A rumour caused consternation among overseas buyers in Italy recently – especially from the UK – which said that non-residents of Italy were not allowed to buy a property there. We asked our lawyer to explain why holiday homebuyers in Italy shouldn’t be panicking!
With the end of the Brexit transition period looming, UK nationals that are hoping to buy property in Italy in the future have become concerned about how Brexit could affect their dream of buying property in 2021. Will they even be allowed to buy a holiday home in Italy next year?
UK Government’s guidance on buying property
The guidance on the UK Government’s website’s for buying property in Italy simply states the following: “You can buy property or land in Italy if you are: 1. an EU citizen 2. a national from outside the EU who is fully resident or has a valid permit of stay in Italy 3. a national from a country that Italy has a reciprocal agreement with and who is resident outside of Italy. The UK will be seeking a reciprocal agreement to make sure that UK nationals who are not resident in Italy can continue to purchase property in Italy. We will update this guidance as soon as information is available.”
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The Italian Foreign Ministry position
The Italian authority responsible for verifying the presence of reciprocity is the Italian Foreign Ministry ( Ministero degli Affari Esteri ). In correspondence to the De Tullio Law Firm they stated that “there will be no restrictions for resident and non-resident UK citizens to invest in the Italian real estate market after Brexit.” This is based on the fact that both Italy and UK are members of the World Trade Organisation and that the UK Government doesn’t intend to set any restrictions for EU investors on the UK real estate market.
The Property Lawyer
To get an Italian legal viewpoint we posed the question to Giandominico from De Tullio Law Firm. Giandominico is on the UK government list of English-speaking Italian solicitors and specialises in real estate. You may also have seen him at “Your Overseas Home” events. He was recently part of an online conference, organised by the Italian Chamber of Commerce and attended by representatives of the British Embassy in Rome. Giandominico presented the following clear explanation of the legal position regarding UK nationals buying property in Italy post-Brexit:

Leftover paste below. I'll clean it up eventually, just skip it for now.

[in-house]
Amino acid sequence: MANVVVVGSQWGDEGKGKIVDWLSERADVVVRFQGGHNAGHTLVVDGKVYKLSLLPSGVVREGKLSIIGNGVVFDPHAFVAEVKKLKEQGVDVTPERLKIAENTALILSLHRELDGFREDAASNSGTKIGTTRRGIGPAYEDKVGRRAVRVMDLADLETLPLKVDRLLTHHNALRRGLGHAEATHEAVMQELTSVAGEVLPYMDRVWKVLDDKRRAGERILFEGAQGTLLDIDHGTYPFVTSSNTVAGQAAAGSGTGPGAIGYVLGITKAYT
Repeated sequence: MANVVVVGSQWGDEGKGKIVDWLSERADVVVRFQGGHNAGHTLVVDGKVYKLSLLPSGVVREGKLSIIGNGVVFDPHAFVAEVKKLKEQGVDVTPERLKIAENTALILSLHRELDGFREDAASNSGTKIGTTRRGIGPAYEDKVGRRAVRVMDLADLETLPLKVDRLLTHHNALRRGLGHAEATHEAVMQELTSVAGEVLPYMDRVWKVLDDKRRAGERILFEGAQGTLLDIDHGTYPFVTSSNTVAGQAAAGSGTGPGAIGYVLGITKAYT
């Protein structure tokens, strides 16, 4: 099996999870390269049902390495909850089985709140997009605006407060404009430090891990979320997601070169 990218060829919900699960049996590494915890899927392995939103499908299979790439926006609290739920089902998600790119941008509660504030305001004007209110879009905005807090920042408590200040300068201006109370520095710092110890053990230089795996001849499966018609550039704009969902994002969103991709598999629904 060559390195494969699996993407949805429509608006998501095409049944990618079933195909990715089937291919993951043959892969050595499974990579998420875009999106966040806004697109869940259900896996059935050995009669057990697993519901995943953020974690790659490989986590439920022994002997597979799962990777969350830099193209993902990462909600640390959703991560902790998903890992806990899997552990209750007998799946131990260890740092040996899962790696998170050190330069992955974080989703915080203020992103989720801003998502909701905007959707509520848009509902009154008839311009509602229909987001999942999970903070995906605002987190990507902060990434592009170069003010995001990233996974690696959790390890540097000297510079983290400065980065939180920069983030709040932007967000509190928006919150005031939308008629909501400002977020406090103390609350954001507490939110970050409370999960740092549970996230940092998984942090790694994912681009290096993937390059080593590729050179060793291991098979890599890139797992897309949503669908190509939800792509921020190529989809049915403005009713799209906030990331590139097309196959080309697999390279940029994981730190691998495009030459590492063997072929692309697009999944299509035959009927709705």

The Legal Position
Property investments are not governed under EU legislation. Property ownership has always been based on sovereign laws which are set by individual countries. When you buy a property in, for example, England, the applicable law is that of England. When you buy property in Italy, your purchase is governed by Italian legislation.
Property matters are regulated under Italian law according to the principle of “reciprocity”. In simple terms, you can invest in the Italian real estate market provided your home country allows Italian nationals to invest there. Reciprocity is considered to exist for EU member states without any need to verify it. This will continue for UK nationals until the Brexit transition period ends on December 31st, 2020. Now that the UK has left the EU, verifying reciprocity has again become an issue.
According to the Italian Foreign Ministry, which is responsible for clarifying such matters, even if the UK and EU do not reach an agreement, reciprocity will continue after the Brexit transition period ends because the UK, as part of its commitments within the World Trade Organisation does not set any restrictions for foreign investors (and therefore for EU and Italian nationals) to invest in its internal real estate market.
As members of the World Trade Organisation, both the UK and Italy signed up to the GATS (General Agreement on Trade in Services) in 1995. Commitments made under the GATS by both the United Kingdom and Italy allow for the purchase of real estate properties. There are no limitations regarding reciprocal market access or national treatment of foreign purchasers. The reciprocal commitments made within GATS, mean that there are no obstacles, for the foreseeable future, regarding the purchase of real estate by UK or Italian nationals in the UK or Italy.